This is my number one rule. It’s also so obvious that you’re probably already skipping to the next point. Clearly, no book should be boring. And yet, it’s so easy as a writer to slip in a scene that simply functions to set up something down the road. If there are readers who struggle with every page, I need to constantly reward them with mystery, action, or humor. I can’t afford to let a page go by without giving them something that they’ll enjoy. 


Reaching the end of a chapter feels good for anyone, but especially someone who struggles with reading. I want to reward my readers as often as possible, so I try to keep my chapters no longer than 1,000 words. That should take a struggling reader around ten minutes to complete. Anyone can do something for ten minutes. Short chapters also give me more opportunities to deploy my secret weapon.


Nearly every chapter of every book I write ends on a cliffhanger. They’re the best tool I have for keeping readers engaged. They also keep my story moving. It’s tough to write a lot of short chapters and have each one end with some sort of new question or tension, but if I’m able to pull it off, I can be sure the plot is moving quickly enough to keep even the most reluctant reader engaged.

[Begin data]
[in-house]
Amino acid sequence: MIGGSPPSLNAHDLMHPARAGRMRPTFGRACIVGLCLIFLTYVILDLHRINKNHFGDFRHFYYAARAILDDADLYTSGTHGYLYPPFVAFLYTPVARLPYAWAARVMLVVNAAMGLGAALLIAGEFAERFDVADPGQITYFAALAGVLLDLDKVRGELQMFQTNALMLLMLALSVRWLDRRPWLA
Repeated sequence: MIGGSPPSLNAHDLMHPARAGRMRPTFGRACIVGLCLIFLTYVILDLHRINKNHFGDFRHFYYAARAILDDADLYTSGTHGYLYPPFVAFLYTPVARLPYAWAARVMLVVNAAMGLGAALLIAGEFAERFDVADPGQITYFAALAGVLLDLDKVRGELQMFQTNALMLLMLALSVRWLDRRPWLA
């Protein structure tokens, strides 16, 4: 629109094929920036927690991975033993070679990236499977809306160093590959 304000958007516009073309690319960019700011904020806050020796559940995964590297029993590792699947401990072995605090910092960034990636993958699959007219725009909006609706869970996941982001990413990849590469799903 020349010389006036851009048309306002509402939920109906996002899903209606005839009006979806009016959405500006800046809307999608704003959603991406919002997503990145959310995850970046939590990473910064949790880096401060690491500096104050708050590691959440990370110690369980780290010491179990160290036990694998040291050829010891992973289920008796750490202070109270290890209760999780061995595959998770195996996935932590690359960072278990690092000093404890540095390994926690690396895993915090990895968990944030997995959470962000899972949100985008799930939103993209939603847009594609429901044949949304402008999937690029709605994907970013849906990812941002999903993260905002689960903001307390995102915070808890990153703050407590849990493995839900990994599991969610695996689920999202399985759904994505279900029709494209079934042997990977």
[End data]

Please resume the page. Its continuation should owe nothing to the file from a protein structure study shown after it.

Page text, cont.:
I try to never use a complicated word when a simple one will do (Exceptions are made for complicated words that are very funny. World’s Worst Time Machine has characters named Alvin Karpis and Mason Farkas. So when the opportunity presented itself to include the phrase “Karpis-Farkas fracas,” I couldn’t stop myself.) I am also very sparing on descriptions. My books have illustrations, and most kids are going to imagine whatever they want anyway, so what’s the point in going on and on? 


World’s Worst Time Machine has an epilogue written as an after-credits scene that I place after all the back matter. I don’t know that I’ve ever seen that anywhere, but I always enjoy after-credits scenes during superhero movies, and I figured that it would be a nice little surprise for the reader. For every book I write, I try to think of one or two little things like that that will delight the reader.

Buy | Add to GoodReads


  • One (1) winner will receive a copy of World’s Worst Time Machine
  • US/Can only
  • Ends 5/14 at 11:59 pm ET
  • Enter via the Rafflecopter below
  • Visit the other stops on the tour for more chances to win!
a Rafflecopter giveaway

Blog Tour Schedule:

May 1st   — Imagination Soup

May 2nd   — Mrs. Book Dragon

May 3rd  – Geo Librarian

April 27th  Icefairy’s Treasure Chest

April 28th   — Pragmatic Mom

I am a middle school teacher who loves to read ALL KINDS of books. I am part of the ARC-sharing group LitReviewCrew, a co-creator for the YouTube Channel Legit KidLit and the Podcast Read to Write KidLit. Check out my Linktree for more:

Leave a Reply

Your email address will not be published. Required fields are marked *